Regular readers who use Cannon Street station will be aware of the massive changes that have been taking place over the past few years. What was left if the original station frontage was replaced as a result of a bland property development in the 1960’s by corrupt architect John Poulson. This too has now been superseded with a striking new building.
As part of the redevelopment the entrance to Cannon Street underground station has been replaced. The modern design exemplifies the current thinking when it comes to underground station design. The only notable exception is that disabled access is provided for the westbound platform only. To have provided this for the eastbound platform as well would have been technically challenging and expensive and was probably beyond what could be reasonably demanded from the new property development in way of a section 106 contribution.
With the project nearly complete now seems to be good time to look at the new features and compare the situation today with old photos of what stood there before which are available on Wikipedia.
The 1960’s underground entrance. This was part of an era where the car was seen to be the future and underground use was declining. Even so it is difficult to believe that even then the minimal entrance provided would have been considered sufficient for usage it would get.
It is difficult to imagine a more awful design. The steep steps go immediately down. To go down the steps you have to step over an initial concrete step which is a trip hazard. The route from the station involves a sharp 180° turn and even negotiating getting past a newpaper vendor!
In the event of station closure potential passengers will be blocking the narrow pavement if not the road as well and unbelieveably someone thought it would be a good idea to put a pedestrian crossing here so that people waiting to cross would block this station exit. Do not be fooled by the lack of people. This picture was almost certainly not taken during the peak periods.
A building widely regarded as of no architectural merit whatsoever.
The 1960’s was also an era where the needs of pedestrians were ignored despite the vast numbers of them pouring out of the station in the morning rush hour. Cannon Street station had and continues to have the largest percentage of users (80%) of any London mainline station who continue their journey on foot. Clearly no significant effort was made to accommodate their needs in those days.
Note that for good measure a bus stop, which probably attracts queues in peak hours, is located right by the bottom of the steep narrow stairs from the main-line station.
We now look at the vast improvements that the latest redevelopment has brought. There are many lessons learnt but probably the most valuable is don’t put an underground entrance on the main street if you can avoid it. This is a something that Crossrail grasped before the designs for Tottenham Court Road station (west) were finalised. This will now have its entrance in Dean Street rather than in Oxford Street.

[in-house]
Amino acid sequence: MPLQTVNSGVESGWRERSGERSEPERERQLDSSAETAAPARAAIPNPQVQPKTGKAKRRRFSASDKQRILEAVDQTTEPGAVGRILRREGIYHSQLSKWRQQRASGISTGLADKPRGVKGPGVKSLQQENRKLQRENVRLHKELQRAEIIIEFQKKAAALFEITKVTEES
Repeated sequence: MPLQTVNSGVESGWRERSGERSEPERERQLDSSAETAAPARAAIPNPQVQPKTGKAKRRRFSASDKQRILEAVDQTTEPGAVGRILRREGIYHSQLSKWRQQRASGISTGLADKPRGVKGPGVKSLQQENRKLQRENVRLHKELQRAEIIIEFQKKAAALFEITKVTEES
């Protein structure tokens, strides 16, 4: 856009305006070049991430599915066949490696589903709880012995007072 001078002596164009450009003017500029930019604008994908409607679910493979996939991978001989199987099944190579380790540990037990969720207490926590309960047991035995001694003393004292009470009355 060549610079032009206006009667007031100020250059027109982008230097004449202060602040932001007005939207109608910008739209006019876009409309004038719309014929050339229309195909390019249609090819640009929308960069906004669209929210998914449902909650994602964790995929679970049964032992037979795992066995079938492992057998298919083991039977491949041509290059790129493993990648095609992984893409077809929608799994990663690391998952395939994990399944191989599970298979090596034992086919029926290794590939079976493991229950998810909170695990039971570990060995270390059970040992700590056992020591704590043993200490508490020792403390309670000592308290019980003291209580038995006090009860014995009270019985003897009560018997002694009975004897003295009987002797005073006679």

Once the decision to locate the entrance on a side street is made a lot of other desirable features become possible and we can see many of the advantages at Cannon Street.
The entrance has now been moved around the corner to Dowgate Hill. Note that the main-line station now has wide welcoming steps. The pavement outside the main-line station is now much wider. Whilst the metal City of London bollards are probably primarily there to help prevent vehicle-based terrorist attacks they also serve a useful second purpose in preventing delivery vehicles blocking space set aside for pedestrians. Because the main entrance is now on a quiet side street it become possible to provide a large pedestrian area in front of the station. In the event of an emergency evacuation there is space for people to safely congregate without blocking access for emergency vehicles on the main road. One downside of locating the entrance off the main road is that it is not so prominent so needs to be clearly identifiable. A number of large underground totems placed high up to be easily visible from a distance solves that problem.
The entrance is now much wider, more welcoming and it admits natural light. It is unlikely that space would have been available for such a wide entrance on Cannon Street itself. The only downside with this wide entrance would appear to be that there is no step free access …
.. but then you realise that the previous picture did not show the full width of the frontage. And to the right is the step free access (not yet in use). This entrance also has stairs leading directly to the concourse of the main-line station.
Inside the entrance is much brighter and less claustrophobic than before.
We include the obligatory picture of a lift. When commissioned this will take passengers to the main-line concourse. There is also another lift, quite well hidden, which is inside the paid area and goes from the underground concourse to the westbound platform.
When open this entrance on the main-line concourse will lead to stairs down to the underground. The upper level of the lift will also be here.